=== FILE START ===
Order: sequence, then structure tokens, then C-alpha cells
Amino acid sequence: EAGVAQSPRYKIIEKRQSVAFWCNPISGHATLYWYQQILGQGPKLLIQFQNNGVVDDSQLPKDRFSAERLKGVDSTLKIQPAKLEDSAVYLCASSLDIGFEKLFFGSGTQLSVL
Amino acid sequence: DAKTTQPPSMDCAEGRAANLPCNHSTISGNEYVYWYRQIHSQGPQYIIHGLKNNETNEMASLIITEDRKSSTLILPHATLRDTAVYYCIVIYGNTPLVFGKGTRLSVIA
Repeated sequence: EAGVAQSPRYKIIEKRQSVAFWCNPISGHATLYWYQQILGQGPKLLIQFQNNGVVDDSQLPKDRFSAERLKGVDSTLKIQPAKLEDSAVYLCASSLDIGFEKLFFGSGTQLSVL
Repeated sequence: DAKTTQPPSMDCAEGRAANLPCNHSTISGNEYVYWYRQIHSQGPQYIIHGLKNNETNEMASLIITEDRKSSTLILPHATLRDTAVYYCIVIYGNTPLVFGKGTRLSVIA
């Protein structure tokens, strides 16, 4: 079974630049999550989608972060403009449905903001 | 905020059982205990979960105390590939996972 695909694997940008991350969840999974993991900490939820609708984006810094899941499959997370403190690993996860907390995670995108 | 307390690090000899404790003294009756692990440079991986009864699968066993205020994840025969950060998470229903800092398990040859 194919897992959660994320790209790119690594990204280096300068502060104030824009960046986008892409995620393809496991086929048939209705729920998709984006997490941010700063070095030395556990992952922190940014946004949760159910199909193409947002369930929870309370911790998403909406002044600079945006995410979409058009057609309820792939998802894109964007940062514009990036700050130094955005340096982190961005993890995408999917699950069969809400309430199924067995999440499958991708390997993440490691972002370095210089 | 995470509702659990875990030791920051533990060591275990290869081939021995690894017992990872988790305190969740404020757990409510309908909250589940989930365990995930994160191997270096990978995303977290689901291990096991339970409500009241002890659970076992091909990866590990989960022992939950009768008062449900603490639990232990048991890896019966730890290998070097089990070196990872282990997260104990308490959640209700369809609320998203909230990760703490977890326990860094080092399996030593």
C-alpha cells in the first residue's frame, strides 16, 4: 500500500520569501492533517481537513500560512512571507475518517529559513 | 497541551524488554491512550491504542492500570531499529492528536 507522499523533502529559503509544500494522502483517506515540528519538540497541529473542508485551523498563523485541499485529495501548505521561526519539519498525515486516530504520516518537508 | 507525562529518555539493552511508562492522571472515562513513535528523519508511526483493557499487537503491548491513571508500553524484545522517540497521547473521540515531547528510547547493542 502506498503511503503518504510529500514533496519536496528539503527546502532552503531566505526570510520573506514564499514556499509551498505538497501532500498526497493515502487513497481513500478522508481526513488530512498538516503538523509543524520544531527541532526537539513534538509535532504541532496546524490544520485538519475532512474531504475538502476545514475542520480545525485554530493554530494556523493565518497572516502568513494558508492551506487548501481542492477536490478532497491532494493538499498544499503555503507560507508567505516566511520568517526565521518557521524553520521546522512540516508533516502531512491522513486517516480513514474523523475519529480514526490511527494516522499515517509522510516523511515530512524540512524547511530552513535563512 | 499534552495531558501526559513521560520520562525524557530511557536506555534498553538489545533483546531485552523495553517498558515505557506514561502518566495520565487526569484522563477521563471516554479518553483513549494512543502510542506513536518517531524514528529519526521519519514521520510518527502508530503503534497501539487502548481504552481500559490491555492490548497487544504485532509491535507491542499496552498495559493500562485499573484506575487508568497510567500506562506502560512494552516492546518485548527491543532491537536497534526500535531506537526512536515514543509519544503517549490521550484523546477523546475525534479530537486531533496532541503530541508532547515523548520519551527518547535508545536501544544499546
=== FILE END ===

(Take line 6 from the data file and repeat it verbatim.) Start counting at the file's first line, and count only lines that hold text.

């Protein structure tokens, strides 16, 4: 079974630049999550989608972060403009449905903001 | 905020059982205990979960105390590939996972 695909694997940008991350969840999974993991900490939820609708984006810094899941499959997370403190690993996860907390995670995108 | 307390690090000899404790003294009756692990440079991986009864699968066993205020994840025969950060998470229903800092398990040859 194919897992959660994320790209790119690594990204280096300068502060104030824009960046986008892409995620393809496991086929048939209705729920998709984006997490941010700063070095030395556990992952922190940014946004949760159910199909193409947002369930929870309370911790998403909406002044600079945006995410979409058009057609309820792939998802894109964007940062514009990036700050130094955005340096982190961005993890995408999917699950069969809400309430199924067995999440499958991708390997993440490691972002370095210089 | 995470509702659990875990030791920051533990060591275990290869081939021995690894017992990872988790305190969740404020757990409510309908909250589940989930365990995930994160191997270096990978995303977290689901291990096991339970409500009241002890659970076992091909990866590990989960022992939950009768008062449900603490639990232990048991890896019966730890290998070097089990070196990872282990997260104990308490959640209700369809609320998203909230990760703490977890326990860094080092399996030593």